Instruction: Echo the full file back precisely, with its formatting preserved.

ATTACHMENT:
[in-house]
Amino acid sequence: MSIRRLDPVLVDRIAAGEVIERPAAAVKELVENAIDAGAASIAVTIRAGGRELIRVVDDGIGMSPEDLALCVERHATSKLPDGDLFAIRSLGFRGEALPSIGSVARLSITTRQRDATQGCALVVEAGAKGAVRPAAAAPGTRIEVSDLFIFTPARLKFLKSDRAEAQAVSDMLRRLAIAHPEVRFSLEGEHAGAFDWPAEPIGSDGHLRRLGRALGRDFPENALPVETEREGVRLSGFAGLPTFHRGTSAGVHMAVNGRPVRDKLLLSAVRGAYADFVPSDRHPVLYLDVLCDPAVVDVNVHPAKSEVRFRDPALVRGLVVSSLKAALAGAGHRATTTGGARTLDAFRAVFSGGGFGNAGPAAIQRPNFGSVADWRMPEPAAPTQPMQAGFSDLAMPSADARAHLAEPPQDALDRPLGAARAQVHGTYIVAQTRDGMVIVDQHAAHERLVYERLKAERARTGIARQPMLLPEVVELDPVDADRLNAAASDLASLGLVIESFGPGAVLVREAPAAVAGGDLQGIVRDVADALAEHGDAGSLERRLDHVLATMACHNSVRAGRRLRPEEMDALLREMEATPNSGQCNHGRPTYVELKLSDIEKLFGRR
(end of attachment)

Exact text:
[in-house]
Amino acid sequence: MSIRRLDPVLVDRIAAGEVIERPAAAVKELVENAIDAGAASIAVTIRAGGRELIRVVDDGIGMSPEDLALCVERHATSKLPDGDLFAIRSLGFRGEALPSIGSVARLSITTRQRDATQGCALVVEAGAKGAVRPAAAAPGTRIEVSDLFIFTPARLKFLKSDRAEAQAVSDMLRRLAIAHPEVRFSLEGEHAGAFDWPAEPIGSDGHLRRLGRALGRDFPENALPVETEREGVRLSGFAGLPTFHRGTSAGVHMAVNGRPVRDKLLLSAVRGAYADFVPSDRHPVLYLDVLCDPAVVDVNVHPAKSEVRFRDPALVRGLVVSSLKAALAGAGHRATTTGGARTLDAFRAVFSGGGFGNAGPAAIQRPNFGSVADWRMPEPAAPTQPMQAGFSDLAMPSADARAHLAEPPQDALDRPLGAARAQVHGTYIVAQTRDGMVIVDQHAAHERLVYERLKAERARTGIARQPMLLPEVVELDPVDADRLNAAASDLASLGLVIESFGPGAVLVREAPAAVAGGDLQGIVRDVADALAEHGDAGSLERRLDHVLATMACHNSVRAGRRLRPEEMDALLREMEATPNSGQCNHGRPTYVELKLSDIEKLFGRR